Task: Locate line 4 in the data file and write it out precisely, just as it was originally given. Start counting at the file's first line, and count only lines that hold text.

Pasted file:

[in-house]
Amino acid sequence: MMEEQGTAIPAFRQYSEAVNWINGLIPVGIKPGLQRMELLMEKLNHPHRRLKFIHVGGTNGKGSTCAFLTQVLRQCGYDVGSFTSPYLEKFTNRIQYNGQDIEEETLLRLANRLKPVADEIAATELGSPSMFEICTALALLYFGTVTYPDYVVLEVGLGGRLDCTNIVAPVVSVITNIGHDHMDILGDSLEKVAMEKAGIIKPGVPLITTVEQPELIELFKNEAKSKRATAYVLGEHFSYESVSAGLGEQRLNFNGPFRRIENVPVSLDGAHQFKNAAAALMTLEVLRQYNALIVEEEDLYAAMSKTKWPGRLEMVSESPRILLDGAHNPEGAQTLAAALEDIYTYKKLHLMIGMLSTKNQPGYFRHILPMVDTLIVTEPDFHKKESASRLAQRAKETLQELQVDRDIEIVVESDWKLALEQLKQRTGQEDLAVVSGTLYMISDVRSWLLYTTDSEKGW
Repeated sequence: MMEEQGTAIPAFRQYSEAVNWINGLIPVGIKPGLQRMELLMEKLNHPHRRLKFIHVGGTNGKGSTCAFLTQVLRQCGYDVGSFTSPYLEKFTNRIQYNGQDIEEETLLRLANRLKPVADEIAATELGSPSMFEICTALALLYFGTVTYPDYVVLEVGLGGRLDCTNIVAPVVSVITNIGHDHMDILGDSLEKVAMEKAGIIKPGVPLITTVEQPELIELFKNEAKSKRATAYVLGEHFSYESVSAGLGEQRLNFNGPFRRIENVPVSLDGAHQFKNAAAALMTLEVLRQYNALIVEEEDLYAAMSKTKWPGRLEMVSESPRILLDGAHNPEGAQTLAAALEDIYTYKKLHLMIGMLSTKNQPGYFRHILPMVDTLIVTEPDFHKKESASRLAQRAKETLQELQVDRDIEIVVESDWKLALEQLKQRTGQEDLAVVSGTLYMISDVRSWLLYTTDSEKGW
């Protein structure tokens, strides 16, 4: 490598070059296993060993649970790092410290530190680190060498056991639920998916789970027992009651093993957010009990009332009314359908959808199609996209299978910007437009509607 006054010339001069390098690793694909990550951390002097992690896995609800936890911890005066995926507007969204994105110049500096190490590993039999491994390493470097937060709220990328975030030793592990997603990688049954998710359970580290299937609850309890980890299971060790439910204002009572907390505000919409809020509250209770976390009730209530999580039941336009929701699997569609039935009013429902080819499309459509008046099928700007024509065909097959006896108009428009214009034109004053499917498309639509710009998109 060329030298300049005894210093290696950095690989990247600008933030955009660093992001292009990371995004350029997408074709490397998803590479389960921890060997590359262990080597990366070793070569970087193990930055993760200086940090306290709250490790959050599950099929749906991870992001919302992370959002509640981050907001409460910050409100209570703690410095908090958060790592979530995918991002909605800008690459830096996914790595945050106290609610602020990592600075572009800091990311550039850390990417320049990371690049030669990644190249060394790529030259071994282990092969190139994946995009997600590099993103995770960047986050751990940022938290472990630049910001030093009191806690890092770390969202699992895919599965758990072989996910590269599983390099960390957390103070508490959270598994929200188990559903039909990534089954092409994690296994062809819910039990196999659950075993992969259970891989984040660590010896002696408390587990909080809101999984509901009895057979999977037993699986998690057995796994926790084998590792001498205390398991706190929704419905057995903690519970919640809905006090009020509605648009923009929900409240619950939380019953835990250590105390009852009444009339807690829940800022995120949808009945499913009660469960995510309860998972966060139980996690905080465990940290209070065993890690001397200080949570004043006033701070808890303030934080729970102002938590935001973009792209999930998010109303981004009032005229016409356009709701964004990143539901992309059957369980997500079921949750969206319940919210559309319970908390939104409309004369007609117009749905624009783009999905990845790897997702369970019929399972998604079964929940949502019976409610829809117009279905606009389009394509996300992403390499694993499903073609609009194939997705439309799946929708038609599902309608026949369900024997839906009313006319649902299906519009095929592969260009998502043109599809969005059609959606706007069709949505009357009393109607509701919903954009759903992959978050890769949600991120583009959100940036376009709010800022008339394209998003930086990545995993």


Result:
């Protein structure tokens, strides 16, 4: 490598070059296993060993649970790092410290530190680190060498056991639920998916789970027992009651093993957010009990009332009314359908959808199609996209299978910007437009509607 006054010339001069390098690793694909990550951390002097992690896995609800936890911890005066995926507007969204994105110049500096190490590993039999491994390493470097937060709220990328975030030793592990997603990688049954998710359970580290299937609850309890980890299971060790439910204002009572907390505000919409809020509250209770976390009730209530999580039941336009929701699997569609039935009013429902080819499309459509008046099928700007024509065909097959006896108009428009214009034109004053499917498309639509710009998109 060329030298300049005894210093290696950095690989990247600008933030955009660093992001292009990371995004350029997408074709490397998803590479389960921890060997590359262990080597990366070793070569970087193990930055993760200086940090306290709250490790959050599950099929749906991870992001919302992370959002509640981050907001409460910050409100209570703690410095908090958060790592979530995918991002909605800008690459830096996914790595945050106290609610602020990592600075572009800091990311550039850390990417320049990371690049030669990644190249060394790529030259071994282990092969190139994946995009997600590099993103995770960047986050751990940022938290472990630049910001030093009191806690890092770390969202699992895919599965758990072989996910590269599983390099960390957390103070508490959270598994929200188990559903039909990534089954092409994690296994062809819910039990196999659950075993992969259970891989984040660590010896002696408390587990909080809101999984509901009895057979999977037993699986998690057995796994926790084998590792001498205390398991706190929704419905057995903690519970919640809905006090009020509605648009923009929900409240619950939380019953835990250590105390009852009444009339807690829940800022995120949808009945499913009660469960995510309860998972966060139980996690905080465990940290209070065993890690001397200080949570004043006033701070808890303030934080729970102002938590935001973009792209999930998010109303981004009032005229016409356009709701964004990143539901992309059957369980997500079921949750969206319940919210559309319970908390939104409309004369007609117009749905624009783009999905990845790897997702369970019929399972998604079964929940949502019976409610829809117009279905606009389009394509996300992403390499694993499903073609609009194939997705439309799946929708038609599902309608026949369900024997839906009313006319649902299906519009095929592969260009998502043109599809969005059609959606706007069709949505009357009393109607509701919903954009759903992959978050890769949600991120583009959100940036376009709010800022008339394209998003930086990545995993």